Monday, January 28, 2008

5 Ways to Contribute to Open Source Projects Without Coding

Maybe you've seen many good Open Source projects that are no longer maintained. One of the many reasons for that may be lack of contribution. In fact, there are many one-man projects out there. Most of any program's users are just that, users, not developers. Nevertheless, average users still can contribute to Open Source programs to make them better.

I made a search for ways to contribute before writing this and I didn't find much. However, I found two very good articles: "How to Contribute to Open Source Without Coding" and "HOWTO Pay for Free Software". These articles explain how to contribute to Open Source. I summarize the information in this post, with a little info added by me.
  1. Contribute quality: help to make a better project, better looking and with new features
    • Submit bug reports
    • Suggest new features and options
    • Suggest ways to improve the framework (maybe comparing it to similar OS or comercial projects)
    • Submit some artwork (icons, backgrounds, logos) to use in the program
    • Correct spelling and grammar mistakes in documentation
    • Help maintain a web site for an Open Source project

  2. Contribute documentation: Some Open Source projects have a poor or insufficient documentation
    • Help write good documentation
    • Translate the documentation (and program text) into another language
    • Read existing documentation, follow the examples, and make corrections
    • Create diagrams, screen-shots, and graphics for documentation
    • Develop spelling and grammar style conventions for documentors
    • Build a glossary of technical terms (so non geek people can understand)
    • Convert documentation into more useful formats (i.e. DocBook)

  3. Contribute support: everybody need it at least once. Let programmer do their work while you help other people
    • Answer questions on forums, mailing lists or IRC channels
    • Contribute to (or start) an online support group
    • Help other people learn how to use the program (or programming library)
    • Write HOWTOS and post them in related forums or your own blog (you can find more info in "How To Write a Good Howto" post)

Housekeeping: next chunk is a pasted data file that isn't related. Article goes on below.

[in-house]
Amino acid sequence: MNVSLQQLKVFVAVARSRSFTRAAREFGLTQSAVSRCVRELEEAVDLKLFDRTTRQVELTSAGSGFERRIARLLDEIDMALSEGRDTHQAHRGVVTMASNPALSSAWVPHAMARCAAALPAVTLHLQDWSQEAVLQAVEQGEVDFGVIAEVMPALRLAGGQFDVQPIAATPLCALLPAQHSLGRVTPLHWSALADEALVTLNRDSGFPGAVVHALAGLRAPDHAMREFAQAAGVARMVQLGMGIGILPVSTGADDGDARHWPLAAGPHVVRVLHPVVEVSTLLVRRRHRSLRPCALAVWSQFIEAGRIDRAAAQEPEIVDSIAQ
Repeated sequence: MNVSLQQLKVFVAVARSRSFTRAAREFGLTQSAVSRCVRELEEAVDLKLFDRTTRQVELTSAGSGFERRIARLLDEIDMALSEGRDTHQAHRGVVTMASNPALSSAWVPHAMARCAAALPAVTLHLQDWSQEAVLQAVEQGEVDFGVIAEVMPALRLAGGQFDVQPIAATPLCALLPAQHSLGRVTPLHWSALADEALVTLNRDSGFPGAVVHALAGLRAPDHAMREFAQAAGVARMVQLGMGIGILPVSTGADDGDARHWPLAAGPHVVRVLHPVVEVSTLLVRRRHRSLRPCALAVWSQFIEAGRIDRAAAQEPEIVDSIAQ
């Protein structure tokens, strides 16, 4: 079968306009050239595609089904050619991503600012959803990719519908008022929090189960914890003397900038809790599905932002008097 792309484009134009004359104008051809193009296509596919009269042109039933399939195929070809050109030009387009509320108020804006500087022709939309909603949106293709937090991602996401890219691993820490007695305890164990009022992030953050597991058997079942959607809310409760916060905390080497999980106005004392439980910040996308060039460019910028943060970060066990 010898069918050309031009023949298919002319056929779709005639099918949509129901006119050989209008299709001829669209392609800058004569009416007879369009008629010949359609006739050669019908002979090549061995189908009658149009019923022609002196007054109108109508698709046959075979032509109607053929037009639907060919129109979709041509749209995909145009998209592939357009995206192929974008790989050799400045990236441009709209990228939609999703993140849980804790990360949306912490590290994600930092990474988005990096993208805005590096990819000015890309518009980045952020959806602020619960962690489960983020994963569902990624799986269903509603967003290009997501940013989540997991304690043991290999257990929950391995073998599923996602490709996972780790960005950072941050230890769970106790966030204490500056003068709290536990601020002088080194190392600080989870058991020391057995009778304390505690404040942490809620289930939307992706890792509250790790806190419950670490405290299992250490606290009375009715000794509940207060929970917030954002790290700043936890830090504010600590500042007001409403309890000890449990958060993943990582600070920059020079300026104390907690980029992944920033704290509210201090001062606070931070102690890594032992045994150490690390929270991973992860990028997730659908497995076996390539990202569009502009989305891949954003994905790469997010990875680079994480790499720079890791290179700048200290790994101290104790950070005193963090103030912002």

4. Contribute money: many Open Source projects have a donate button or a shop where to buy related products, but there are other ways to contribute money
    • Send a developer, project or company some money
    • Buy a Free Software product, or associated products
    • Hire Free Software developers
    • Contribute hardware
    • Contribute bandwidth
    • Advertise in their web site if they show ads
    • Buy products from companies that support Free Software

  5. Contribute publicity: If the project gets popular there will be more people wanting to contribute
    • Package the application for a particular Linux distro (or other OS)
    • Convince people to chose Open Source products when possible
    • Write reviews
    • Write about new ways of using an Open Source program

  6. Contribute appreciation: it's an extra way to contribute but may be the most important
    • Express your appreciation to developers (through email or forum post)
    • Send the programmers post cards
    • Give a project or developer a gift (some have wish lists for this)
    • Be polite when reporting bugs or asking for new features; developers has no obligation to do it after all
Although most of the list is self-explanatory I plan to post more in depth info in the future.

Finally, this list is in no way complete. You can read the mentioned articles for more information or add more tips in the comments.

2 comments:

dannybuntu said...

I wish imagination could count as a contribution. Because that is the only thing I can contribute.

For example: I am very impressed with the Tremulous Game Development Team. They were able to make a game that instantly made waves(1 to 2 years after initial release) - now counting more than 100 game servers every minute.

I wish to make a game and I have a concept - very original concept - but do not know how to make it come to fruition. I am not a programmer nor an artist. I will be posting details soon.

Great article Rakesh

Debaira said...

Greetings!

Thanks! I appreciate you for being interested in Game development.

Rakesh